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The bioenergies development: the role of biofuels and the CO2 price

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  • Pierre-Andre Jouvet

    ()
    (Universite Paris Ouest Nanterre La Defense, Climate Economics Chair, France)

  • Frederic Lantz

    ()
    (IFPEN)

  • Elodie Le Cadre

    ()
    (IFPEN, Universite Paris Ouest Nanterre La Defense,)

Abstract

Reduction in energy dependancy and emissions of CO2 via renewables targeted in the European Union energy mix and taxation system might trigger the production of bioenergy production and competition for biomass utilization. Torrefied biomass could be used to produce second generation biofuels to replace some of the fuels used in transportation and is also suitable as feedstock to produce electricity in large quantities. This paper examines how the CO2 price aspects demand of torrefied biomass in the power sector and its consequences on the profitability of second generation biofuel units (Biomass to Liquid units). Indeed, the profitability of the BtL units which are supplied only by torrefied biomass is related to the competitive demand of the power sector driven by the CO2 price and feed-in tarifis. We propose a linear dynamic model of supply and demand. On the supply side, a profit-maximizing torrefied biomass sector is modelized. The model aims to represent the transformation of biomass into torrefied biomass which could be sold to the refinery sector and the power sector. A two-sided (demanders and supplier) bidding process led us to arrive at the equilibrium price for torrefied biomass. The French case is used as an example. Our results suggest that the higher the CO2 price, the more stable and important the power sector demand. It also makes the torrefied biomass production less vulnerable to uncertainty on demand coming from the refining sector. The torrefied biomass co-firing with coal can offer a near-term market for the torrefied biomass for a CO2 emission price lower than 20 euros/tCO2, which can stimulate development of biomass supply systems. Beyond 2020, the demand for torrefied biomass from the power sector could be substituted by the refining sector if the oil price goes up whatever the CO2 price.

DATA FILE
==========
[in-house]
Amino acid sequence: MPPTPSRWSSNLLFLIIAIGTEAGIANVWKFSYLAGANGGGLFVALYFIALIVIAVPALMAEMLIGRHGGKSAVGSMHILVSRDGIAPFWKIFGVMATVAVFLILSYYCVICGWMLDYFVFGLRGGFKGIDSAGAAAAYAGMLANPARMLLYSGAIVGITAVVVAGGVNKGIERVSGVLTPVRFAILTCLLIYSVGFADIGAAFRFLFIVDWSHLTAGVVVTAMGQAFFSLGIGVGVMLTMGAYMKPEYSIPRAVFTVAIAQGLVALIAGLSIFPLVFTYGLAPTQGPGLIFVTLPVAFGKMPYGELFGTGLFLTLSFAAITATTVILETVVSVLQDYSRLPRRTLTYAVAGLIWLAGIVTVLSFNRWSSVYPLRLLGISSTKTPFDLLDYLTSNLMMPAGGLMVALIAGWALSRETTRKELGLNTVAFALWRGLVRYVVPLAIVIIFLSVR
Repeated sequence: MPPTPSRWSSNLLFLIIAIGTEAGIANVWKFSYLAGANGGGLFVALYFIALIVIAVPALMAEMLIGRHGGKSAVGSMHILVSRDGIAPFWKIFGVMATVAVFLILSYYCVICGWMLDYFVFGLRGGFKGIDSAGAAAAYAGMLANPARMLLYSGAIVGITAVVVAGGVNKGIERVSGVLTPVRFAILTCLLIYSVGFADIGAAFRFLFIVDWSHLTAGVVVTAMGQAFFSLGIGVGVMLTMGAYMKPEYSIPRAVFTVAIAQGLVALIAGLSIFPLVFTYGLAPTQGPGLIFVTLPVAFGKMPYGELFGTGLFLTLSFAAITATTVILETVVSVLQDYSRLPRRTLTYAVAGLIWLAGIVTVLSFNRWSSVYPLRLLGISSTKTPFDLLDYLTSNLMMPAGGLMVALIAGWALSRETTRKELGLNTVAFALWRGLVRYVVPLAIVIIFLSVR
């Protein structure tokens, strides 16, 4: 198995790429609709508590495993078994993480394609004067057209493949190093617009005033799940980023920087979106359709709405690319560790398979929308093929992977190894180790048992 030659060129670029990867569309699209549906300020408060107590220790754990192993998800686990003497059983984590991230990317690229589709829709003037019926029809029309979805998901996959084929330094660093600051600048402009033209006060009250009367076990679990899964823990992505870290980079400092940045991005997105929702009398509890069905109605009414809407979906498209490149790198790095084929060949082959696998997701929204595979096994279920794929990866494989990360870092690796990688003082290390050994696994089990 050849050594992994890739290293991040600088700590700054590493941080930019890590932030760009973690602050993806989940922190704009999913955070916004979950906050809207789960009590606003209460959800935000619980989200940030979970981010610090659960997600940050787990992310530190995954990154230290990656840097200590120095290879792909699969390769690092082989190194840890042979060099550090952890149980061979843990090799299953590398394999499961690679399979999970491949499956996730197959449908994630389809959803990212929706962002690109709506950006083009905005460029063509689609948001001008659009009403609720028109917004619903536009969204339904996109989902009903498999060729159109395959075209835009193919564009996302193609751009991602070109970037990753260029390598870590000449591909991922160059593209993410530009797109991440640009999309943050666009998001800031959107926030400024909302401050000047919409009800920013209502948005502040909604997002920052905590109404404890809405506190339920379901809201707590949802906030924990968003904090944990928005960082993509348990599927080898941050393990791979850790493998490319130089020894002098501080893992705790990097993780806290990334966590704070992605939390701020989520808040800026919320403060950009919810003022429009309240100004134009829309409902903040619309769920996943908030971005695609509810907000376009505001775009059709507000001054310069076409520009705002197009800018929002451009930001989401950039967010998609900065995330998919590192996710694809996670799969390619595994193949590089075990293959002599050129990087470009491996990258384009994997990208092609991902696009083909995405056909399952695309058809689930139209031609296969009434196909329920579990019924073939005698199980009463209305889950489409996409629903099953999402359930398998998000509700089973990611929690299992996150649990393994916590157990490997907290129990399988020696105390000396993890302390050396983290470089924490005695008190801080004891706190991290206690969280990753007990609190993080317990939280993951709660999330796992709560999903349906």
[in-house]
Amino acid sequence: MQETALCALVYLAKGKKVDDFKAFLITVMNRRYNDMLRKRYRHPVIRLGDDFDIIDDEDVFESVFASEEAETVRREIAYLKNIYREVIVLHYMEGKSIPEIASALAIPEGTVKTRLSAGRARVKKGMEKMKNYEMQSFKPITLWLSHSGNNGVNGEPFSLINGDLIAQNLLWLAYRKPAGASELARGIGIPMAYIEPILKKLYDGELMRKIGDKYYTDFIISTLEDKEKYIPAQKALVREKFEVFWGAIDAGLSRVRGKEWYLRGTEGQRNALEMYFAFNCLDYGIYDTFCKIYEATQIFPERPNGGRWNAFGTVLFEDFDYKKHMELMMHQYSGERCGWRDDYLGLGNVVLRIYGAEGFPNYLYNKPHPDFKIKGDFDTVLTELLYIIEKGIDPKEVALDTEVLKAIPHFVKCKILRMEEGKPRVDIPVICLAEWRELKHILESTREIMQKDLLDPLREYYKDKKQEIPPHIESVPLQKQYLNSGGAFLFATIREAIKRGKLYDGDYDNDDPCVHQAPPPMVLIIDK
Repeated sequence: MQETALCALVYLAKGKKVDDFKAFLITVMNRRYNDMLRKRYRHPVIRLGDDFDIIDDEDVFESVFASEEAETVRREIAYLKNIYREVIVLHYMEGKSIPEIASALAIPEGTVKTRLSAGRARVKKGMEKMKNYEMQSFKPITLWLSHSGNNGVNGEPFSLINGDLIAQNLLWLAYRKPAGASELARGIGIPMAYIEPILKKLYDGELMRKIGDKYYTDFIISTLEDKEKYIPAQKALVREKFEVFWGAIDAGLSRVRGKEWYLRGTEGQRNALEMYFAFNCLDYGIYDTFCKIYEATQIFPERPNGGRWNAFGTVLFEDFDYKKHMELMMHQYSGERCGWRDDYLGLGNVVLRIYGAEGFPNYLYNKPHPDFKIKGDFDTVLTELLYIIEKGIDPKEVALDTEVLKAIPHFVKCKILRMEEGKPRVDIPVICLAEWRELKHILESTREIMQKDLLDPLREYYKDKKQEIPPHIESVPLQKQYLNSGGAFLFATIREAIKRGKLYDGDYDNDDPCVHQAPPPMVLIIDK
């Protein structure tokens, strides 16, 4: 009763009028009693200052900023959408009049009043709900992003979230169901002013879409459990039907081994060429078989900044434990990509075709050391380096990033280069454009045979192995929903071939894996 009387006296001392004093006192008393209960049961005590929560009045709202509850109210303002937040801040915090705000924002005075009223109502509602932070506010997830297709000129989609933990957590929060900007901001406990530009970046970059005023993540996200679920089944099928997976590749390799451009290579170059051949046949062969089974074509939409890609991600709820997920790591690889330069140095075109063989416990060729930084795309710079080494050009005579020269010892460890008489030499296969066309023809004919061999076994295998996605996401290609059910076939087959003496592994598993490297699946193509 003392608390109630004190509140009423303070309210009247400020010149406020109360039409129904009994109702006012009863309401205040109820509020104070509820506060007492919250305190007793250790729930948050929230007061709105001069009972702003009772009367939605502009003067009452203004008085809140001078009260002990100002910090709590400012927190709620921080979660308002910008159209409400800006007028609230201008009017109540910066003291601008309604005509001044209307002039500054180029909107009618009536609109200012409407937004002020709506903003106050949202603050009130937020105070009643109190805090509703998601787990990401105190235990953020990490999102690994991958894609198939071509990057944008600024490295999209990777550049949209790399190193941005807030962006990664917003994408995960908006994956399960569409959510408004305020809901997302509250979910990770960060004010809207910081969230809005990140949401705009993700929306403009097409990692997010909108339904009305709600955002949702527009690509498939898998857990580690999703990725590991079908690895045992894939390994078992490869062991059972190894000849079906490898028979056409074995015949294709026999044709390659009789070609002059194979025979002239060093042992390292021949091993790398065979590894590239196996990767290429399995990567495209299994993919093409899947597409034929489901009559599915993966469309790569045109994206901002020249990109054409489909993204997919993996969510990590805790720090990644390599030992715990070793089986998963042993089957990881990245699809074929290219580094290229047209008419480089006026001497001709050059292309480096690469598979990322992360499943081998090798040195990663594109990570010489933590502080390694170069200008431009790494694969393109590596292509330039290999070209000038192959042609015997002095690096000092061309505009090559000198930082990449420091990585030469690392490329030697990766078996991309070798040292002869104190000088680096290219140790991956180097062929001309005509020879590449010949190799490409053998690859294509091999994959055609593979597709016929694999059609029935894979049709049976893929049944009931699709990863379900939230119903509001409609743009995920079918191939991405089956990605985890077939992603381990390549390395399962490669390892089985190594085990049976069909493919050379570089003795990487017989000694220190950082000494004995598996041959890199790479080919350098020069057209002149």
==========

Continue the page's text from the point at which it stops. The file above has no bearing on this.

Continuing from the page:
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File Function: First version, 2012
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Bibliographic Info

Paper provided by Chaire Economie du Climat in its series Working Papers with number 1201.

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Length: 34 pages
Date of creation: Jan 2012
Date of revision:
Handle: RePEc:cec:wpaper:1201

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Keywords: Bioenergy; CO2 price; Re nery market; Electricity market; Optimization.;

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  1. Levin, Todd & Thomas, Valerie M. & Lee, Audrey J., 2011. "State-scale evaluation of renewable electricity policy: The role of renewable electricity credits and carbon taxes," Energy Policy, Elsevier, vol. 39(2), pages 950-960, February.
  2. Quariguasi Frota Neto, J. & Bloemhof-Ruwaard, J.M. & van Nunen, J.A.E.E. & van Heck, H.W.G.M., 2006. "Designing and Evaluating Sustainable Logistics Networks," ERIM Report Series Research in Management ERS-2006-003-LIS, Erasmus Research Institute of Management (ERIM), ERIM is the joint research institute of the Rotterdam School of Management, Erasmus University and the Erasmus School of Economics (ESE) at Erasmus Uni.
  3. Kocoloski, Matt & Michael Griffin, W. & Scott Matthews, H., 2011. "Impacts of facility size and location decisions on ethanol production cost," Energy Policy, Elsevier, vol. 39(1), pages 47-56, January.
  4. Hansson, Julia & Berndes, Gran & Johnsson, Filip & Kjrstad, Jan, 2009. "Co-firing biomass with coal for electricity generation--An assessment of the potential in EU27," Energy Policy, Elsevier, vol. 37(4), pages 1444-1455, April.
  5. Babcock, Bruce A. & Marette, Stéphan & Tréguer, David, 2011. "Opportunity for profitable investments in cellulosic biofuels," Energy Policy, Elsevier, vol. 39(2), pages 714-719, February.
  6. Fan, Lin & Hobbs, Benjamin F. & Norman, Catherine S., 2010. "Risk aversion and CO2 regulatory uncertainty in power generation investment: Policy and modeling implications," Journal of Environmental Economics and Management, Elsevier, vol. 60(3), pages 193-208, November.
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